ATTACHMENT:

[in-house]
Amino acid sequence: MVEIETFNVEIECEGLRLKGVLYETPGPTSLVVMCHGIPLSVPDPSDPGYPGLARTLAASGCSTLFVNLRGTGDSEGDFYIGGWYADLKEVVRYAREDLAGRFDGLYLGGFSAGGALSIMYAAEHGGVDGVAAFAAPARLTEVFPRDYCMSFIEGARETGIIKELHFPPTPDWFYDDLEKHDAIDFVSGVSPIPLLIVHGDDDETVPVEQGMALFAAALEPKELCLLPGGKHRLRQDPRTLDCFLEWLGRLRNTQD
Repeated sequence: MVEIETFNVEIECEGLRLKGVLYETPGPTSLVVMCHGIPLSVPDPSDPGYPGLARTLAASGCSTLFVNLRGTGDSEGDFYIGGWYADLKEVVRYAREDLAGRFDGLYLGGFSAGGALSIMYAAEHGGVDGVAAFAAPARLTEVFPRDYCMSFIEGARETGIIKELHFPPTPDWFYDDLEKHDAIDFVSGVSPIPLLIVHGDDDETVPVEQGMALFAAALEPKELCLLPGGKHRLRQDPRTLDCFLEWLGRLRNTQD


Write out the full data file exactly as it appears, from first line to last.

[in-house]
Amino acid sequence: MVEIETFNVEIECEGLRLKGVLYETPGPTSLVVMCHGIPLSVPDPSDPGYPGLARTLAASGCSTLFVNLRGTGDSEGDFYIGGWYADLKEVVRYAREDLAGRFDGLYLGGFSAGGALSIMYAAEHGGVDGVAAFAAPARLTEVFPRDYCMSFIEGARETGIIKELHFPPTPDWFYDDLEKHDAIDFVSGVSPIPLLIVHGDDDETVPVEQGMALFAAALEPKELCLLPGGKHRLRQDPRTLDCFLEWLGRLRNTQD
Repeated sequence: MVEIETFNVEIECEGLRLKGVLYETPGPTSLVVMCHGIPLSVPDPSDPGYPGLARTLAASGCSTLFVNLRGTGDSEGDFYIGGWYADLKEVVRYAREDLAGRFDGLYLGGFSAGGALSIMYAAEHGGVDGVAAFAAPARLTEVFPRDYCMSFIEGARETGIIKELHFPPTPDWFYDDLEKHDAIDFVSGVSPIPLLIVHGDDDETVPVEQGMALFAAALEPKELCLLPGGKHRLRQDPRTLDCFLEWLGRLRNTQD